Pretoria – Unitaid and South Africa’s National Department of Health have launched a partnership to accelerate the country’s efforts to prevent and treat HIV and tuberculosis. South Africa is home to the world’s biggest HIV/AIDS epidemic, as well as one of the highest TB burdens.
The joint endeavour will introduce HIV self-screening, expand access to prevention for adolescent girls and young women at high risk of HIV infection, and to TB preventive therapy for people living with HIV and children under the age of five. It will also support the development of better first-line HIV treatment, and efforts to find better and shorter treatment for multidrug-resistant TB.
“We are very excited to partner with the South African government to accelerate the introduction of health innovations to prevent, diagnose and treat HIV and TB,” Unitaid Executive Director Lelio Marmora said. “Through this partnership we hope to boost HIV testing, particularly among adolescent girls, young women, and men, and ensure they have access to treatment.”
South Africa is at the forefront of the global AIDS response and has made significant progress in getting people to test for HIV in recent years. Although South Africa has the world’s largest HIV treatment programme, the country still faces challenges in preventing new infections and reaching the one million people living with HIV who do not know their status.
HIV self-screening is a new, cost-effective way of testing hard-to-reach populations, including young people, men, female sex workers and men who have sex with men. Through its HIV Self-Testing Africa (STAR) project, Unitaid is helping to close the testing gap in six countries in eastern and southern Africa, including South Africa. It is working with the health department and its implementing partners—Society for Family Health, the Clinton Health Access Initiative, the Wits Reproductive Health and HIV Institute and Population Services International—to ensure that HIV self-screening is included in the national HIV programme.
In 2017, the South African government began offering pre-exposure prophylaxis (PrEP)—a highly effective daily pill to prevent HIV—to adolescent girls and young women. Unitaid is working closely with the health department and the Wits Reproductive Health and HIV Institute to generate data on how to best deliver PrEP.
TB is the leading infectious disease killer globally and the leading cause of death in South Africa. An estimated 80% of South Africans are infected with TB bacteria, the vast majority of whom have latent TB rather than active TB disease. People living with HIV are 20 to 30 times more likely to develop active TB disease than people not infected with HIV.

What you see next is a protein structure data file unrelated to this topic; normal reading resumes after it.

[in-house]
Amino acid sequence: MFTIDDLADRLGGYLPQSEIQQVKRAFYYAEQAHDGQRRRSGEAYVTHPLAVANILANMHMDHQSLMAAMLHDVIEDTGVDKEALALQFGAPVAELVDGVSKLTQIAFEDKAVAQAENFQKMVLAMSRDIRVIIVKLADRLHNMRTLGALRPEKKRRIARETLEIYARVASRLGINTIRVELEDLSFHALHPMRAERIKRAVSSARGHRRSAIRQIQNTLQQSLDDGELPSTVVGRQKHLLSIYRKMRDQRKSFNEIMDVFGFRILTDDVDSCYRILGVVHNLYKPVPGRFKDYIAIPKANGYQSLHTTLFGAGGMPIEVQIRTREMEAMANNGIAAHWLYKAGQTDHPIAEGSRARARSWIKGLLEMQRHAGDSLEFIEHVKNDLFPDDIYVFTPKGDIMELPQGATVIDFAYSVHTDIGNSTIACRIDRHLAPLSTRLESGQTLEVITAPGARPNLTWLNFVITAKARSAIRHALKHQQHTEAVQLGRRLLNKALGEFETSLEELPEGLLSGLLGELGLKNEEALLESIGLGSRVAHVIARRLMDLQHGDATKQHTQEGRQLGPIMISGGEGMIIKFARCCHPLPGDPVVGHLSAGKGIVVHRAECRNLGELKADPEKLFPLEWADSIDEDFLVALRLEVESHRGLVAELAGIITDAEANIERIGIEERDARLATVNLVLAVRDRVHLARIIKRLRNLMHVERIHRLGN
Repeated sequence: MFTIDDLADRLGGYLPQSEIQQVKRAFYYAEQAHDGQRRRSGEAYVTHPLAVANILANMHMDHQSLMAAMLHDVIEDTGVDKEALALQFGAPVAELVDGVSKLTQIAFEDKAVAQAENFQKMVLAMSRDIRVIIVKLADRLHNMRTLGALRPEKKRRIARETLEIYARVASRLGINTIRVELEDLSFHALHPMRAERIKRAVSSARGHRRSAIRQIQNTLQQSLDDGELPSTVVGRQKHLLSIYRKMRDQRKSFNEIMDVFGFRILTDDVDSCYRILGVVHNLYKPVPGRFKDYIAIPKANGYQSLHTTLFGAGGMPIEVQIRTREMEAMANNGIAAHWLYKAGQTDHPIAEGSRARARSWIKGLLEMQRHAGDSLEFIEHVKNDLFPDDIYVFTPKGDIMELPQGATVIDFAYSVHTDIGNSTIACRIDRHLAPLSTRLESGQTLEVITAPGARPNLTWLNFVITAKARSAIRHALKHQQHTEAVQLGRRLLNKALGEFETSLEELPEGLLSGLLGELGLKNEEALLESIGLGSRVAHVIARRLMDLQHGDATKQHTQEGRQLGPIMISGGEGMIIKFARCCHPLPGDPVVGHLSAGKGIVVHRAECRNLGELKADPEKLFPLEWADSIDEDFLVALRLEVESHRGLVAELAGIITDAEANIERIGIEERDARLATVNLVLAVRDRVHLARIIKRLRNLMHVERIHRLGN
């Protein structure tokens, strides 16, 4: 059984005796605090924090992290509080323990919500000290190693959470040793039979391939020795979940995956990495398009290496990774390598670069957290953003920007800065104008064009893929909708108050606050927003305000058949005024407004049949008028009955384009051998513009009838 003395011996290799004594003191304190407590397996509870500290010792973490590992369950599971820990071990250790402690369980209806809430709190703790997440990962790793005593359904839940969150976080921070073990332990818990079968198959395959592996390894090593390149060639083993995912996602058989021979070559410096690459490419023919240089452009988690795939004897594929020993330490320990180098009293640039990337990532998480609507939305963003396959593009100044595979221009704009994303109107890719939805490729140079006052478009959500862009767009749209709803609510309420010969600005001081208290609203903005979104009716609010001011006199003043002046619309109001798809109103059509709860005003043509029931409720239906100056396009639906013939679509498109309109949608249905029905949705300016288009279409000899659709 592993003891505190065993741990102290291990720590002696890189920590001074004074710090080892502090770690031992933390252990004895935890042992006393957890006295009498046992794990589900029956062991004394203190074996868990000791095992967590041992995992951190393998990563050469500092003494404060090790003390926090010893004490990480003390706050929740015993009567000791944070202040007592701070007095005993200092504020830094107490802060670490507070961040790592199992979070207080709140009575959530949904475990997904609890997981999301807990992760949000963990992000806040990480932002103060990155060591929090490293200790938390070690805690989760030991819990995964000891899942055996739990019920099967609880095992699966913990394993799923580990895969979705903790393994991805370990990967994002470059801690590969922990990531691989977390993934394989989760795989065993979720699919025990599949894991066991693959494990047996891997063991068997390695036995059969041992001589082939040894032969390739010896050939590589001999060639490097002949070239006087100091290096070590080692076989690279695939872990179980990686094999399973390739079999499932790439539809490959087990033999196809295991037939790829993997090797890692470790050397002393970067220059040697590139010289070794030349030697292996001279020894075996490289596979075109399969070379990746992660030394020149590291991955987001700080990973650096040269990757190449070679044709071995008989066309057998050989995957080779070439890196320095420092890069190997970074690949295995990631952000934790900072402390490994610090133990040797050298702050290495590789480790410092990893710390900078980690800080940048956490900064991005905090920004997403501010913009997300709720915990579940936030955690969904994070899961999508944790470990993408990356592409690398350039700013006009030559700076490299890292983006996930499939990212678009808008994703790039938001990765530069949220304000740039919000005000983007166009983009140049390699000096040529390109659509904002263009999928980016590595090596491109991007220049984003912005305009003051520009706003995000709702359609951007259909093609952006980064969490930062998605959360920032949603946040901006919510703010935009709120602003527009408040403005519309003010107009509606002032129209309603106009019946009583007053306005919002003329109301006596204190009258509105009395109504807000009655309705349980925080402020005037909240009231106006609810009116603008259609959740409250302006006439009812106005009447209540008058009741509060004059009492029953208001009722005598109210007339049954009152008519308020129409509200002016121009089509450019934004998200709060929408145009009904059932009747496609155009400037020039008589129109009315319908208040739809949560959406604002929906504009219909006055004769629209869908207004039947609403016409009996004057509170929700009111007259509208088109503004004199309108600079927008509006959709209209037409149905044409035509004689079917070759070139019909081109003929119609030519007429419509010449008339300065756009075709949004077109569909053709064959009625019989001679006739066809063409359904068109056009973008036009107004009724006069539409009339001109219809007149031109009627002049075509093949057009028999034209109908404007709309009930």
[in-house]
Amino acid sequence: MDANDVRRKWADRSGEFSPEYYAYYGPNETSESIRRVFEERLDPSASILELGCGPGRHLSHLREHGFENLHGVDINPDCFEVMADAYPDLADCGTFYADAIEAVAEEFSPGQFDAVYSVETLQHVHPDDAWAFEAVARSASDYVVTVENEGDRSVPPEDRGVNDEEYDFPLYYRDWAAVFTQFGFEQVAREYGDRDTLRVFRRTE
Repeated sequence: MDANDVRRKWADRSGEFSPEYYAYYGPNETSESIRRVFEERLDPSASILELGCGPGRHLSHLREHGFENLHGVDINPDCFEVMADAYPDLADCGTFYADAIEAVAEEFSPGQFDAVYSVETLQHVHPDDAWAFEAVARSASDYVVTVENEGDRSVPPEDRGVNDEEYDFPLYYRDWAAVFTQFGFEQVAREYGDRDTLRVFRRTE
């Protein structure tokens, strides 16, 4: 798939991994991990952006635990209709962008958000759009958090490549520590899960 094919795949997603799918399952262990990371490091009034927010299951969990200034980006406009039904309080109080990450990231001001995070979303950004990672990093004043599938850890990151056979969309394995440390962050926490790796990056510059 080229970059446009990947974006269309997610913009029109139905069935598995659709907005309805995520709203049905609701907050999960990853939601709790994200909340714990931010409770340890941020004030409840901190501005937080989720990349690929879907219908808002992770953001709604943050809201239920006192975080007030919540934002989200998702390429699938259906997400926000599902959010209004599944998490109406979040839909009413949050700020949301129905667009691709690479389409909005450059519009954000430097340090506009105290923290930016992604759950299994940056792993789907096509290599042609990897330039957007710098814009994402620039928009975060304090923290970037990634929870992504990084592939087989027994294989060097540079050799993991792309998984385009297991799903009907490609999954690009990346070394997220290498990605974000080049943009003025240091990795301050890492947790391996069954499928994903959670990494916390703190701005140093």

People with latent TB have Mycobacterium tuberculosis in their body, but it is inactive; a normal immune system prevents it from causing illness or becoming contagious. However, latent TB bacteria can ‘wake up’, even many years after their arrival in the body, and cause illness. People with weakened immune systems are particularly susceptible to developing active TB.
As South Africa works to end TB, its highest priorities are treating people with multidrug-resistant TB and providing preventive therapy to high-risk populations, including people living with HIV.
With Unitaid funding, The Aurum Institute is scaling up access to affordable short-course preventive therapy for TB, known as 3HP, for people living with HIV and children under age five. The project seeks to establish 3HP as an affordable, less-toxic therapy suitable for wide introduction in 12 countries most affected by TB, including South Africa.
The endTB project, implemented by Partners in Health, Médecins Sans Frontières and Interactive Research and Development, supports the introduction of the first new medicines for drug-resistant TB in nearly half a century in 17 countries, including South Africa.
“These new HIV and TB prevention technologies could have a major impact on the trajectory of the HIV and TB epidemics in South Africa,” said South Africa Minister of Health Aaron Motsoaledi. “We are delighted to be working with Unitaid as we aim to reach the Sustainable Development Goal targets of ending TB and HIV by 2030.”
The partnership announcement was made on the eve of World TB Day during a partners meeting organized by Unitaid on innovations to prevent, diagnose and treat HIV and TB in South Africa.
Unitaid has committed more than US$ 50 million to this multi-year partnership.
Unitaid : Dominique De Santis (in Pretoria), firstname.lastname@example.org, cell. +41 78 911 5327
National Department of Health : Popo Maja, email@example.com, cell. +27 82 373 1169View All News